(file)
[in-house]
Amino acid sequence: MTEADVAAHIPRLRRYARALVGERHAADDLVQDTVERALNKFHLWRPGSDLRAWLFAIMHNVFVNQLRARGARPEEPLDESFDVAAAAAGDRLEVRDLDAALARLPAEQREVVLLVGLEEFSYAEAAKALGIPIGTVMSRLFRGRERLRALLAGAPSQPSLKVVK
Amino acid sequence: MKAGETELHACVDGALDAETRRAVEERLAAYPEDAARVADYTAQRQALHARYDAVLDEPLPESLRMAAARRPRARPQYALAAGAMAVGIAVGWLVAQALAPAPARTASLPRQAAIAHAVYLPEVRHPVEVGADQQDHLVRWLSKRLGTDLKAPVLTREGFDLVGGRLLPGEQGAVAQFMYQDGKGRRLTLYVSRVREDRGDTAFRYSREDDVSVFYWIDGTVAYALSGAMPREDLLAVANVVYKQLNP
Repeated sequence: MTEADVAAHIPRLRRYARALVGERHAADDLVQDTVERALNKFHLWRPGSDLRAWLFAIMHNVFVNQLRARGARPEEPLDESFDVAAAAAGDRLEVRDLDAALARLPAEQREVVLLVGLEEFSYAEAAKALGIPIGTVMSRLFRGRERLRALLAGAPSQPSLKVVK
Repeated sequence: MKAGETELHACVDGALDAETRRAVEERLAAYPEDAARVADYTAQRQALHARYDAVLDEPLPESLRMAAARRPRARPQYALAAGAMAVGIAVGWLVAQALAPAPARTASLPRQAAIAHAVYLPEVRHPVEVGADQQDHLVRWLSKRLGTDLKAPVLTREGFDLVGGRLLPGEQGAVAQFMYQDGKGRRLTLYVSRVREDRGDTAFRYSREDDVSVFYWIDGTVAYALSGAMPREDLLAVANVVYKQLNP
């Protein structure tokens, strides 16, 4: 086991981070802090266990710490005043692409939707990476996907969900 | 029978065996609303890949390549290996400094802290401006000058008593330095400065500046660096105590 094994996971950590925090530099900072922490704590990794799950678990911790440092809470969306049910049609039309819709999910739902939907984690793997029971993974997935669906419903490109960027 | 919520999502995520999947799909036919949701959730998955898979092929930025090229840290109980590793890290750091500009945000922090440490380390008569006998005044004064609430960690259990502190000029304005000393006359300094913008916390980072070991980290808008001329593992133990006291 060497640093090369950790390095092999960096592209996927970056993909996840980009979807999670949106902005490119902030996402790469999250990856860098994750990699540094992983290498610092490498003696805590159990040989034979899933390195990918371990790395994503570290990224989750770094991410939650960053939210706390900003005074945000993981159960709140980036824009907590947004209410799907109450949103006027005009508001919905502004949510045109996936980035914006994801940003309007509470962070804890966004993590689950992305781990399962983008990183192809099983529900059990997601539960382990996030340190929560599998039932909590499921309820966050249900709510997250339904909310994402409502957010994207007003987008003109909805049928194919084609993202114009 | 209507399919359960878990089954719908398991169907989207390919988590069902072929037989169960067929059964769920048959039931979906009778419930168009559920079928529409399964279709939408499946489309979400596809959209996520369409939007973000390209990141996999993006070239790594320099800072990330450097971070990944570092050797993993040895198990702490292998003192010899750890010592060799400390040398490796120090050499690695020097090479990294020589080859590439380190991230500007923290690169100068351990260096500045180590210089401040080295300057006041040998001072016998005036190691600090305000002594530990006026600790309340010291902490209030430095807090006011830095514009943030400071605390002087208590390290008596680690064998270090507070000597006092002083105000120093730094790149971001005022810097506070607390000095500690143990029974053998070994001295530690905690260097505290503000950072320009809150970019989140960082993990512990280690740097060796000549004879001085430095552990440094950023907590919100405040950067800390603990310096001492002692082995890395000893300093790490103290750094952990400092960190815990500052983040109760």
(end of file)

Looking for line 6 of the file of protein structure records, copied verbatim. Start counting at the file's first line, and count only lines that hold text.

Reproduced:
């Protein structure tokens, strides 16, 4: 086991981070802090266990710490005043692409939707990476996907969900 | 029978065996609303890949390549290996400094802290401006000058008593330095400065500046660096105590 094994996971950590925090530099900072922490704590990794799950678990911790440092809470969306049910049609039309819709999910739902939907984690793997029971993974997935669906419903490109960027 | 919520999502995520999947799909036919949701959730998955898979092929930025090229840290109980590793890290750091500009945000922090440490380390008569006998005044004064609430960690259990502190000029304005000393006359300094913008916390980072070991980290808008001329593992133990006291 060497640093090369950790390095092999960096592209996927970056993909996840980009979807999670949106902005490119902030996402790469999250990856860098994750990699540094992983290498610092490498003696805590159990040989034979899933390195990918371990790395994503570290990224989750770094991410939650960053939210706390900003005074945000993981159960709140980036824009907590947004209410799907109450949103006027005009508001919905502004949510045109996936980035914006994801940003309007509470962070804890966004993590689950992305781990399962983008990183192809099983529900059990997601539960382990996030340190929560599998039932909590499921309820966050249900709510997250339904909310994402409502957010994207007003987008003109909805049928194919084609993202114009 | 209507399919359960878990089954719908398991169907989207390919988590069902072929037989169960067929059964769920048959039931979906009778419930168009559920079928529409399964279709939408499946489309979400596809959209996520369409939007973000390209990141996999993006070239790594320099800072990330450097971070990944570092050797993993040895198990702490292998003192010899750890010592060799400390040398490796120090050499690695020097090479990294020589080859590439380190991230500007923290690169100068351990260096500045180590210089401040080295300057006041040998001072016998005036190691600090305000002594530990006026600790309340010291902490209030430095807090006011830095514009943030400071605390002087208590390290008596680690064998270090507070000597006092002083105000120093730094790149971001005022810097506070607390000095500690143990029974053998070994001295530690905690260097505290503000950072320009809150970019989140960082993990512990280690740097060796000549004879001085430095552990440094950023907590919100405040950067800390603990310096001492002692082995890395000893300093790490103290750094952990400092960190815990500052983040109760």